Monday, December 15, 2008

An Atheist Quotes Adam Smith for Moral Authority

David Ian Millar (a guid Scot’s name) writes a column in San Francisco Chronicle, ‘Finding My Religion’ and this week’s offering is HERE:

“Mac Geek Mike Lee is a committed atheist living a deeply spiritual life

[David interviews a self-proclaimed atheist, who used to be an evangelical Christian]

David: “You talk and write a lot about radical altruistic capitalism -- what is that, exactly?

Mike: In "Wealth of Nations," Adam Smith explained that people did not have to exploit others to be wealthy. Smith showed that everyone could be wealthy if they each went about their business to their own selfish ends, but within reason, and with an eye toward the common good. The caveat is important, because without it, capitalism fails at its primary goal, which is the betterment of all mankind.

"I call the sustainable form of capitalism that creates profits for all "altruistic capitalism," and the form that creates profits for some to the detriment of others I refer to as "exploitative capitalism." Most businesses ignore the distinction and pursue whichever is most convenient. Our radicalism is in our complete rejection of making money to the detriment of others, to the point where we might be a little too nice. But better we be too nice, rather than just nice enough.

David: It's interesting that you have a focus on social causes in your business, although you're an atheist. Some people feel like the world would run amuck if we didn't believe in God, that morality comes from or is at least enforced by people's spiritual beliefs.

Mike: Adam Smith tackled this exact question in his first book, "Moral Sentiments." What he eventually comes to is that humans, unique among animals, have the power to imagine themselves in another's situation. And Richard Dawkins proves that this aberration, this "empathy," is a net win for natural selection. Empathy leads to altruism, which is the impulse to help others. From this springs a central tenet that is the basis for all morality: Treat people like you want to be treated. Rather than being told (what to do) through some clumsy book addled with arcane rules, my ethics are woven into my very genes.”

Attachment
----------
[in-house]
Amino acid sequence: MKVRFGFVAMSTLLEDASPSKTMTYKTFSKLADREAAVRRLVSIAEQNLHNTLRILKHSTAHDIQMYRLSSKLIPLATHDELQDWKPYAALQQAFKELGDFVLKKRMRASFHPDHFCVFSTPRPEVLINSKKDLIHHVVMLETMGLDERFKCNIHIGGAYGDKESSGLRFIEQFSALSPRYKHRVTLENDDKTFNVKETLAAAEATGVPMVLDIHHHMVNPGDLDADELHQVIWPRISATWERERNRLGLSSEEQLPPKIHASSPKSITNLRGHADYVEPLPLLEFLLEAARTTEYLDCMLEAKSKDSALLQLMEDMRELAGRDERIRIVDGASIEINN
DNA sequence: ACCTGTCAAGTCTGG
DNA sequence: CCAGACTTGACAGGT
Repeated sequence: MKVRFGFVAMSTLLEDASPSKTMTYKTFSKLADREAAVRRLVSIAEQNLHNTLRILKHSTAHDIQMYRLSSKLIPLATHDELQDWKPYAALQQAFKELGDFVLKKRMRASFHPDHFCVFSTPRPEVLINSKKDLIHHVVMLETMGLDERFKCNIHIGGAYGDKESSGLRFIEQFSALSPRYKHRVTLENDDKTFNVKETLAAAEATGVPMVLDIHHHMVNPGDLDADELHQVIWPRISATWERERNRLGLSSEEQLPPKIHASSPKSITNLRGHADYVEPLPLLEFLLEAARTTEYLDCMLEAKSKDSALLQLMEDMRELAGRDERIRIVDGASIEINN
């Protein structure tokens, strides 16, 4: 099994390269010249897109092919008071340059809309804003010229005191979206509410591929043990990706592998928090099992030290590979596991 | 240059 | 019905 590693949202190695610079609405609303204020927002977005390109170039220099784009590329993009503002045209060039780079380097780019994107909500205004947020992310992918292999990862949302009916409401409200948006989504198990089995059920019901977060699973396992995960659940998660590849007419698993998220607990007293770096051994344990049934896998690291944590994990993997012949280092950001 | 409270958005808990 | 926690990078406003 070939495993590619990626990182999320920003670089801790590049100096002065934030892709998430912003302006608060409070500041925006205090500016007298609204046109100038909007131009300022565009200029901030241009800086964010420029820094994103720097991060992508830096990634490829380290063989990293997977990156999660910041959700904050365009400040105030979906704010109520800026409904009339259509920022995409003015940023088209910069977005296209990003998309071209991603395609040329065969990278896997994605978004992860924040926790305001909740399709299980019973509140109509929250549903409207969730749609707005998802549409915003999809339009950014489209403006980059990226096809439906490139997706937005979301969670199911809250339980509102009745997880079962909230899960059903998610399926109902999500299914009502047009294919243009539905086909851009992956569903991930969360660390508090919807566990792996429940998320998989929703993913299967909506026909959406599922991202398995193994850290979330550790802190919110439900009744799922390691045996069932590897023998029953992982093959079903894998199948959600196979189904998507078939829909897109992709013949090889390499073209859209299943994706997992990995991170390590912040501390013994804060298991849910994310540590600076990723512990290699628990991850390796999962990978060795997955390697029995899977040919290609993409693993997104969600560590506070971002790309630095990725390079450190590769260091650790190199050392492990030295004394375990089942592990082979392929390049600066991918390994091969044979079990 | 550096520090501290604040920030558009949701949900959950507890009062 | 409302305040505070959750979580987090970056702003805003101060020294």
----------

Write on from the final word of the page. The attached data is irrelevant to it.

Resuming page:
[By the way I am not picking on religious subjects at all. This came up in my Giigle alerts service from for today's references to Adam Smith]

Of course, Mike Lee elides ‘self-interest’, which Adam Smith spoke of, into ‘selfishness’, which Smith always opposed, but skip that slip and focus on the message: all are better off from exchange relations.

We should also remember that the full range of human behaviours is available to every person engaging in exchange behaviours and to the full range of alternative actions available to those who want something they have not got. There are many other actions people can take as an alternative to bargaining, such as plunder, fraud, and violence at one extreme and ‘toss-a-coin”, mediate, instruct, and give in, at the other.

Mike Lee expresses his personal moral stance and does so without spiritual beliefs in invisible beings. This supports my contention yesterday that religious-minded people do not have a monopoly on morals.

Interestingly, Mike calls up Adam Smith in support of his atheistic moral stance. I applaud his choice of his authority for his business ethics. Of the moral issues, readers may make their own minds up; you can follows the link to read the rest of the interview.



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